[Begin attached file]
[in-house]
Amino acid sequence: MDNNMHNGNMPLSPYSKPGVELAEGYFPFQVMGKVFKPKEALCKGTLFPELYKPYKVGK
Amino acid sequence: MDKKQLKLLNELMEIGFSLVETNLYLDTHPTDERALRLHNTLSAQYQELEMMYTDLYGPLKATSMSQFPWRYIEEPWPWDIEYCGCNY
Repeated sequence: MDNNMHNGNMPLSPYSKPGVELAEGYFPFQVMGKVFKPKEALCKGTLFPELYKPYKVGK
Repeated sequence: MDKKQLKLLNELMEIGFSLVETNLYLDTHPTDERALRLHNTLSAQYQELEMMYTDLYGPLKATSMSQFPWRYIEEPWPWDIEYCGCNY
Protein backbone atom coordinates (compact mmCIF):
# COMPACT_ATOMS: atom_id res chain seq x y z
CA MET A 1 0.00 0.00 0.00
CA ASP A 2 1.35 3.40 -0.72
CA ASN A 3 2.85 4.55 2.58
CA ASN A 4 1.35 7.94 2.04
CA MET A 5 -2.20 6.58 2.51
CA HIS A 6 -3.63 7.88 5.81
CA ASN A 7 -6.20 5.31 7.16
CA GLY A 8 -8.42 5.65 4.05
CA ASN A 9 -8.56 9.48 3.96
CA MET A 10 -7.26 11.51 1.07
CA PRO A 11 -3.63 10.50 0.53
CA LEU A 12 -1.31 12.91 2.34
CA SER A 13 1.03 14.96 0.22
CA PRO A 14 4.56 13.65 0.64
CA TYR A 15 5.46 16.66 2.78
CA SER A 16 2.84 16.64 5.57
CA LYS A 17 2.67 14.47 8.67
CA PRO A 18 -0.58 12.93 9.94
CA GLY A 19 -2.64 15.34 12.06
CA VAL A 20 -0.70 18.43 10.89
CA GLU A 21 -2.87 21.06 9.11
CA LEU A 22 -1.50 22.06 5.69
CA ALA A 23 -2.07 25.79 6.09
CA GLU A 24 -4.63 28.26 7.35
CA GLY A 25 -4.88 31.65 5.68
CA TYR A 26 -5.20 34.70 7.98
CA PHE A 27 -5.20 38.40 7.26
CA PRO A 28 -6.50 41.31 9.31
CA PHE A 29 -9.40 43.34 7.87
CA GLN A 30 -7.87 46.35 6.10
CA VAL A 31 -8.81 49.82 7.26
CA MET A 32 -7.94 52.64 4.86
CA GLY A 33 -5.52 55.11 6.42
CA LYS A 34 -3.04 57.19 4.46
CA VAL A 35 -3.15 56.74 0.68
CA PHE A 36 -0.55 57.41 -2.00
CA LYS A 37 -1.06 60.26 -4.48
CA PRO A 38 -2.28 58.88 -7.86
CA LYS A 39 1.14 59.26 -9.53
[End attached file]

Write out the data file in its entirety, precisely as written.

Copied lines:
[in-house]
Amino acid sequence: MDNNMHNGNMPLSPYSKPGVELAEGYFPFQVMGKVFKPKEALCKGTLFPELYKPYKVGK
Amino acid sequence: MDKKQLKLLNELMEIGFSLVETNLYLDTHPTDERALRLHNTLSAQYQELEMMYTDLYGPLKATSMSQFPWRYIEEPWPWDIEYCGCNY
Repeated sequence: MDNNMHNGNMPLSPYSKPGVELAEGYFPFQVMGKVFKPKEALCKGTLFPELYKPYKVGK
Repeated sequence: MDKKQLKLLNELMEIGFSLVETNLYLDTHPTDERALRLHNTLSAQYQELEMMYTDLYGPLKATSMSQFPWRYIEEPWPWDIEYCGCNY
Protein backbone atom coordinates (compact mmCIF):
# COMPACT_ATOMS: atom_id res chain seq x y z
CA MET A 1 0.00 0.00 0.00
CA ASP A 2 1.35 3.40 -0.72
CA ASN A 3 2.85 4.55 2.58
CA ASN A 4 1.35 7.94 2.04
CA MET A 5 -2.20 6.58 2.51
CA HIS A 6 -3.63 7.88 5.81
CA ASN A 7 -6.20 5.31 7.16
CA GLY A 8 -8.42 5.65 4.05
CA ASN A 9 -8.56 9.48 3.96
CA MET A 10 -7.26 11.51 1.07
CA PRO A 11 -3.63 10.50 0.53
CA LEU A 12 -1.31 12.91 2.34
CA SER A 13 1.03 14.96 0.22
CA PRO A 14 4.56 13.65 0.64
CA TYR A 15 5.46 16.66 2.78
CA SER A 16 2.84 16.64 5.57
CA LYS A 17 2.67 14.47 8.67
CA PRO A 18 -0.58 12.93 9.94
CA GLY A 19 -2.64 15.34 12.06
CA VAL A 20 -0.70 18.43 10.89
CA GLU A 21 -2.87 21.06 9.11
CA LEU A 22 -1.50 22.06 5.69
CA ALA A 23 -2.07 25.79 6.09
CA GLU A 24 -4.63 28.26 7.35
CA GLY A 25 -4.88 31.65 5.68
CA TYR A 26 -5.20 34.70 7.98
CA PHE A 27 -5.20 38.40 7.26
CA PRO A 28 -6.50 41.31 9.31
CA PHE A 29 -9.40 43.34 7.87
CA GLN A 30 -7.87 46.35 6.10
CA VAL A 31 -8.81 49.82 7.26
CA MET A 32 -7.94 52.64 4.86
CA GLY A 33 -5.52 55.11 6.42
CA LYS A 34 -3.04 57.19 4.46
CA VAL A 35 -3.15 56.74 0.68
CA PHE A 36 -0.55 57.41 -2.00
CA LYS A 37 -1.06 60.26 -4.48
CA PRO A 38 -2.28 58.88 -7.86
CA LYS A 39 1.14 59.26 -9.53